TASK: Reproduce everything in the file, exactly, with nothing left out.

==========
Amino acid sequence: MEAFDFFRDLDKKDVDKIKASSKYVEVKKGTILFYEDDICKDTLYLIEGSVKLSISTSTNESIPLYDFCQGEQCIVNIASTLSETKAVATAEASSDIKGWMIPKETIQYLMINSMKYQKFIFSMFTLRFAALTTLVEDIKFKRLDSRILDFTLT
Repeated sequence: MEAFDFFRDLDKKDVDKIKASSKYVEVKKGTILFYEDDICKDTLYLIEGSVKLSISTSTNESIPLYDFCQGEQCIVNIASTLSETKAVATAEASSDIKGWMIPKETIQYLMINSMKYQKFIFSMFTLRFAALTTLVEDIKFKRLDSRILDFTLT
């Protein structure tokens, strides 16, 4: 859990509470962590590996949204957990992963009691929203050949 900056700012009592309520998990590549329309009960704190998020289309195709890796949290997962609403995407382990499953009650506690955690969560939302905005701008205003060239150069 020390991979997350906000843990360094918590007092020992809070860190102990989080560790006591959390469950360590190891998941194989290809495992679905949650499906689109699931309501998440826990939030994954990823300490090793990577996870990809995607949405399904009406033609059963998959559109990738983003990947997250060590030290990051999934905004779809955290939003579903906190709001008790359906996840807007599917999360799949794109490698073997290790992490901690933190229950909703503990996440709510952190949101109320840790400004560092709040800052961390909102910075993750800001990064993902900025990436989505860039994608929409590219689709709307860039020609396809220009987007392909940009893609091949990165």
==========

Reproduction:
Amino acid sequence: MEAFDFFRDLDKKDVDKIKASSKYVEVKKGTILFYEDDICKDTLYLIEGSVKLSISTSTNESIPLYDFCQGEQCIVNIASTLSETKAVATAEASSDIKGWMIPKETIQYLMINSMKYQKFIFSMFTLRFAALTTLVEDIKFKRLDSRILDFTLT
Repeated sequence: MEAFDFFRDLDKKDVDKIKASSKYVEVKKGTILFYEDDICKDTLYLIEGSVKLSISTSTNESIPLYDFCQGEQCIVNIASTLSETKAVATAEASSDIKGWMIPKETIQYLMINSMKYQKFIFSMFTLRFAALTTLVEDIKFKRLDSRILDFTLT
């Protein structure tokens, strides 16, 4: 859990509470962590590996949204957990992963009691929203050949 900056700012009592309520998990590549329309009960704190998020289309195709890796949290997962609403995407382990499953009650506690955690969560939302905005701008205003060239150069 020390991979997350906000843990360094918590007092020992809070860190102990989080560790006591959390469950360590190891998941194989290809495992679905949650499906689109699931309501998440826990939030994954990823300490090793990577996870990809995607949405399904009406033609059963998959559109990738983003990947997250060590030290990051999934905004779809955290939003579903906190709001008790359906996840807007599917999360799949794109490698073997290790992490901690933190229950909703503990996440709510952190949101109320840790400004560092709040800052961390909102910075993750800001990064993902900025990436989505860039994608929409590219689709709307860039020609396809220009987007392909940009893609091949990165």